Greece, as best I understand it, is screwed up because the government paid for it without actually having the revenue to pay for it. That makes them far more like the modern borrow-and-spend Republicans than the tax-and-spend progressives. When, over a five-year period, a country's tax revenue increases by 31% and government spending increases by 87%, you're going to have a serious increase in your national debt. The United states solves this by devaluing its currency. Unfortunately, the Greeks are part of the Eurozone, and thus are limited in how much currency they can print each year, which means they can't just print more money to avoid becoming crippled by their national debt.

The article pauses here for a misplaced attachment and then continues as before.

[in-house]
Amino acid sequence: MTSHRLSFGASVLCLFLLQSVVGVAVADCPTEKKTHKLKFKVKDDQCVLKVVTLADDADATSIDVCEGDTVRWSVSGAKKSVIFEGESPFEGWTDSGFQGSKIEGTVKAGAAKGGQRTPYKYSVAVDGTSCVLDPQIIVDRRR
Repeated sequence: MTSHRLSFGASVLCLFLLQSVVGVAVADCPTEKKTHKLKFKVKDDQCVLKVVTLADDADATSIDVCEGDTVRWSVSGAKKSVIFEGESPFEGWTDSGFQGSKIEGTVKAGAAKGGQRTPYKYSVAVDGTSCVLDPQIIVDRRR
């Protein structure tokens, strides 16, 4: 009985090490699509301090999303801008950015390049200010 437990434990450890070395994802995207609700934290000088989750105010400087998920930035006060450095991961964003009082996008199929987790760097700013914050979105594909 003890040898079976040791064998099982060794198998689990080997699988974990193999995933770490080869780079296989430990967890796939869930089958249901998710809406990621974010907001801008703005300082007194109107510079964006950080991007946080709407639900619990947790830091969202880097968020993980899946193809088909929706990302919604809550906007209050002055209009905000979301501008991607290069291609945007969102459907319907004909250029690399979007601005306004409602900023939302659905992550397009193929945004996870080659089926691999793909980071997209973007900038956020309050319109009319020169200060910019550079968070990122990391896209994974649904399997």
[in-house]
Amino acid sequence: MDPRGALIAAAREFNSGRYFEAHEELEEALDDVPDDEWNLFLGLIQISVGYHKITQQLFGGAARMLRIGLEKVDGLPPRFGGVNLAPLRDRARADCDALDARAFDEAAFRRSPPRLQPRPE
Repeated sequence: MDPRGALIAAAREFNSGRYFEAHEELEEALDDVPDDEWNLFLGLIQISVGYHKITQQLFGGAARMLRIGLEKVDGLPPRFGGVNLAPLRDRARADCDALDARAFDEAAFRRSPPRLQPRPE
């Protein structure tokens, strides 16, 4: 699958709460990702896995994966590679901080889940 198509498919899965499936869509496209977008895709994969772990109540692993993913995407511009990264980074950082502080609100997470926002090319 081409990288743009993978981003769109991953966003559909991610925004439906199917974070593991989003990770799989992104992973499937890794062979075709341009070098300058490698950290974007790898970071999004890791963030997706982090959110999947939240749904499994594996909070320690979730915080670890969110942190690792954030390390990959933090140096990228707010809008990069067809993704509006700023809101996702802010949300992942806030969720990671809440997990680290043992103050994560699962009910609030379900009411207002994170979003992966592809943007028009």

Of course, to make matters worse, their national debt is so huge relative to their GDP that it probably wouldn't help even if they could print money. Even in relatively good times, Greece was borrowing over 8% of their GDP every year. That's simply unsustainable. As a result, while U.S. states have debts that are on the order of a third to half their GDP, Greece has debt that is on the order of double their GDP. Imagine if the state of California took on a third of the national debt by itself, and you're in the ballpark. Nobody in the U.S. government—even the most socialist progressives who advocate a base income—are crazy enough to borrow that kind of money, I don't think.